Archives for category: Design

Photographs frequently serve as links to the past, often summoning up memories of a time that came before. Tennessee-based photographer Greg Sand capitalizes on this association, which is fundamental to his philosophy as an artist. In his own words, Sand says: “My work is about memory, the passage of time, mortality and the photograph’s role in shaping our experience of loss. Photography’s unique ability to capture a fleeting moment allows it to expose the temporality of life.” In his series entitled Remnants, Sand creates stunning works composed of three found photos from different times in the subject’s past, cut into strips and skillfully woven together to form a sort of cloth-like composite portrait. Sand says of woven cloth as a metaphor for memory: “As Peter Stallybrass writes in Worn Worlds, ‘The magic of cloth is that it receives us: receives our smells, our sweat, our shape even.’ This is one of the marvels of memory as well: we perceive each moment in our lives; these are eventually woven together to form our memory. Each piece in this series creates a likeness of an individual that–rather than depicting an accurate visual representation of that person at any given time–presents a recollected coalescence of that person’s appearances throughout his or her life.” We love the concept, and Sand’s execution is picture-perfect.

Via gregsand.net and Behance

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The worlds of fine art and digital art seem to be very slowly converging. There was a time not long ago when Photoshop “art” did not even exist, and traditional artists and art enthusiasts would have shuddered at even the thought. But technological advances, and out-of-the-box thinking have given rise to digitally produced works that are more than computer generated, but thoughtfully composed using time-honored techniques. Los Angeles-based digital artist and designer Anthony Gargasz is one such artist whose work seems to rise above. Gargasz’s thought-provoking series Metallic Faces takes an organic human form, and imposes mechanical attributes, with great effect, color and contrast. Fine, indeed.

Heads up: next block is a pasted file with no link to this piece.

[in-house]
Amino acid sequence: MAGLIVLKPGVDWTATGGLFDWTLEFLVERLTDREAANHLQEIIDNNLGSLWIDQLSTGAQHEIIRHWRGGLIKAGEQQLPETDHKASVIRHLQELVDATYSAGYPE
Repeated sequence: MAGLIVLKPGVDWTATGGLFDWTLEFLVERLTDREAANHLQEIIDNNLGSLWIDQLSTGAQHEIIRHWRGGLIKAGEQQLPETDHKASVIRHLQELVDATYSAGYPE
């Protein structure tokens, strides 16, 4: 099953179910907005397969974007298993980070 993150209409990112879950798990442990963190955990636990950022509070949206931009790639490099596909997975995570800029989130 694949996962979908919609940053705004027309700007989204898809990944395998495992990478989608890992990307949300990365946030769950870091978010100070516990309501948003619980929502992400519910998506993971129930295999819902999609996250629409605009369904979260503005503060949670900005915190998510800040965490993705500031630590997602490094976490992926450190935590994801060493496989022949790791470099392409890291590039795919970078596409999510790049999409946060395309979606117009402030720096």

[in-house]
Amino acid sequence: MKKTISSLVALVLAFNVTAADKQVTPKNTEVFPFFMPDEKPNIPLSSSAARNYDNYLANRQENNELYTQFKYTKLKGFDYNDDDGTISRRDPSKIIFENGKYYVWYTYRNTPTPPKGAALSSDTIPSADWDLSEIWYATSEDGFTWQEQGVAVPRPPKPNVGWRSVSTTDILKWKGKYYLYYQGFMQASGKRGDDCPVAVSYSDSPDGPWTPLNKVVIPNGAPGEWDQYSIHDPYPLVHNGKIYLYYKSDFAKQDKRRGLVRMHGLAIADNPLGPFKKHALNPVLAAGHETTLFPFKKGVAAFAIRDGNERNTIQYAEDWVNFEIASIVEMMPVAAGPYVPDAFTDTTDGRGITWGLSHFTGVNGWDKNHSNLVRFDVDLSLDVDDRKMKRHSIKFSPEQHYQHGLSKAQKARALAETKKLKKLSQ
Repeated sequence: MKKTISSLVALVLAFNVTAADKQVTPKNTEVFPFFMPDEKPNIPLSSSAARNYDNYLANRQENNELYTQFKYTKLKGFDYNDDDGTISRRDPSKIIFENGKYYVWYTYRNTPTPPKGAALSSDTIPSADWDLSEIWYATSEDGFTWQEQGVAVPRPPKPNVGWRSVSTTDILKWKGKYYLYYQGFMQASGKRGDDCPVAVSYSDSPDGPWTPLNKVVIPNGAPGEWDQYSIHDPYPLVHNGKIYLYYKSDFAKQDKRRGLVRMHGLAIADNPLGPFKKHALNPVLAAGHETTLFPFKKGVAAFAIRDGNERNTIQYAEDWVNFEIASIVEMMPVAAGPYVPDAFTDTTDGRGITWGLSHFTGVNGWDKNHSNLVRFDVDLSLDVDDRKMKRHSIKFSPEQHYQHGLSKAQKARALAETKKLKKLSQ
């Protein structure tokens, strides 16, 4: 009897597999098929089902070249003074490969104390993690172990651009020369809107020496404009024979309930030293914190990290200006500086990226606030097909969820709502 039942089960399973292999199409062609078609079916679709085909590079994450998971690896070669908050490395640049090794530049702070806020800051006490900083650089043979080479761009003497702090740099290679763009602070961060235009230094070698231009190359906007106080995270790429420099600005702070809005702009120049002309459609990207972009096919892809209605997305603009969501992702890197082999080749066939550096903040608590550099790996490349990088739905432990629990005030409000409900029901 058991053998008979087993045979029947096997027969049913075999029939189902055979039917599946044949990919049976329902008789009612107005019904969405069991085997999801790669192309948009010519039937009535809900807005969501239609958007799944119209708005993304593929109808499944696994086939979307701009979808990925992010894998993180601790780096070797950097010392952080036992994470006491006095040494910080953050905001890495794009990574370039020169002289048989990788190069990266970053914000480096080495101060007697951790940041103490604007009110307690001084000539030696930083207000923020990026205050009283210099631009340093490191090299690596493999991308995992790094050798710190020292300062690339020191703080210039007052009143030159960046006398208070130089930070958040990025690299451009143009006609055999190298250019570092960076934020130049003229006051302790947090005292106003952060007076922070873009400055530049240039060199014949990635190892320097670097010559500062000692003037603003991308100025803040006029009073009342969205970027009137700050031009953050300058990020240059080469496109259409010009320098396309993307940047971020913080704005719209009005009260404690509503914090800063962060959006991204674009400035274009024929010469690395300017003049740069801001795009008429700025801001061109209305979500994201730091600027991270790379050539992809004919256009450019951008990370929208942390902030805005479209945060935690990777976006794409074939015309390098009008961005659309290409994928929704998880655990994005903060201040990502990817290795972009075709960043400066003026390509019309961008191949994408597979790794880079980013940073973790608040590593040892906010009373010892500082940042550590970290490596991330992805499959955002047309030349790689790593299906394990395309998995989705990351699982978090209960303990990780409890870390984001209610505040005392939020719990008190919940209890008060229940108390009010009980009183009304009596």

Via anthonygargasz.com

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There are few joys in life greater than creating something for your child, especially when you’re in the business of creating. San Fransisco-based designer/illustrator Kyson Dana tapped into that very happiness when he and fellow illustrator Jeffery Smith challenged each other to a sketching duel (think Type Fight). After 26 days, Dana knew he would have a special alphabet of animals to share with his young son. The premise was simple, but the execution was quite challenging (and inspiring). In his own words, Dana describes the project: “The rules for the competition were that we had to draw one animal per day and post it to Instagram by midnight. The animal had to start with the letter of the day and the composition could be created using any medium. We made our way through the alphabet beginning with the letter ‘A’ for a full 26 days and never missed a sketch. The pressure of producing a solid sketch grew more and more with each day and we saw our standard for what we posted slowly rise with each new day as well. Finally after 26 days we ended the duel with a bunch of sketches and more than 1,500 new Instagram followers to show for it.” This is just a sampling of Dana’s sketches. Be sure to also check out his outstanding portfolio.